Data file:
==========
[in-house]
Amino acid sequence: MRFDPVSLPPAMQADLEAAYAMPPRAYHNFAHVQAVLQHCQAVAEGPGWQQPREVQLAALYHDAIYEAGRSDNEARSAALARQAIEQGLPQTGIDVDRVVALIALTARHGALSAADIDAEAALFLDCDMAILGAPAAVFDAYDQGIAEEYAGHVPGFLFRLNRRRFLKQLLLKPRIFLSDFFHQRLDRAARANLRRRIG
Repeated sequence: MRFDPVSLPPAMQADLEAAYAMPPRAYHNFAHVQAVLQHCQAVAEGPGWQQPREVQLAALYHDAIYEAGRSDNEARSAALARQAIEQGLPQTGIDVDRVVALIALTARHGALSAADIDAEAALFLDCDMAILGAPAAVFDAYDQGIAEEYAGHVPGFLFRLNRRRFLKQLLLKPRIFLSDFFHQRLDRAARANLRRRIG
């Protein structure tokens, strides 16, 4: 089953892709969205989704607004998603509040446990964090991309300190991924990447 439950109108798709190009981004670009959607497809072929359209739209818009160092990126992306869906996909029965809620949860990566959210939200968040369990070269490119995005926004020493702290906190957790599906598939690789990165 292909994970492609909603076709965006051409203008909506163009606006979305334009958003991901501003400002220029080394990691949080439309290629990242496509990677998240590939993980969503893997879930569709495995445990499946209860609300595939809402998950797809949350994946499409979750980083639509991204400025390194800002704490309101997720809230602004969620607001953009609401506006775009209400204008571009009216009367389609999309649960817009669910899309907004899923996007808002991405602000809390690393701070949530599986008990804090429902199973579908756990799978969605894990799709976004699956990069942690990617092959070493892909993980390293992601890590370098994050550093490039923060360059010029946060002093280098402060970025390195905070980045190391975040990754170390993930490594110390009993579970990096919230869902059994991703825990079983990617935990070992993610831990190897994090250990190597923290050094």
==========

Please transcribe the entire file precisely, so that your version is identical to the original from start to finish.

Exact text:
[in-house]
Amino acid sequence: MRFDPVSLPPAMQADLEAAYAMPPRAYHNFAHVQAVLQHCQAVAEGPGWQQPREVQLAALYHDAIYEAGRSDNEARSAALARQAIEQGLPQTGIDVDRVVALIALTARHGALSAADIDAEAALFLDCDMAILGAPAAVFDAYDQGIAEEYAGHVPGFLFRLNRRRFLKQLLLKPRIFLSDFFHQRLDRAARANLRRRIG
Repeated sequence: MRFDPVSLPPAMQADLEAAYAMPPRAYHNFAHVQAVLQHCQAVAEGPGWQQPREVQLAALYHDAIYEAGRSDNEARSAALARQAIEQGLPQTGIDVDRVVALIALTARHGALSAADIDAEAALFLDCDMAILGAPAAVFDAYDQGIAEEYAGHVPGFLFRLNRRRFLKQLLLKPRIFLSDFFHQRLDRAARANLRRRIG
């Protein structure tokens, strides 16, 4: 089953892709969205989704607004998603509040446990964090991309300190991924990447 439950109108798709190009981004670009959607497809072929359209739209818009160092990126992306869906996909029965809620949860990566959210939200968040369990070269490119995005926004020493702290906190957790599906598939690789990165 292909994970492609909603076709965006051409203008909506163009606006979305334009958003991901501003400002220029080394990691949080439309290629990242496509990677998240590939993980969503893997879930569709495995445990499946209860609300595939809402998950797809949350994946499409979750980083639509991204400025390194800002704490309101997720809230602004969620607001953009609401506006775009209400204008571009009216009367389609999309649960817009669910899309907004899923996007808002991405602000809390690393701070949530599986008990804090429902199973579908756990799978969605894990799709976004699956990069942690990617092959070493892909993980390293992601890590370098994050550093490039923060360059010029946060002093280098402060970025390195905070980045190391975040990754170390993930490594110390009993579970990096919230869902059994991703825990079983990617935990070992993610831990190897994090250990190597923290050094």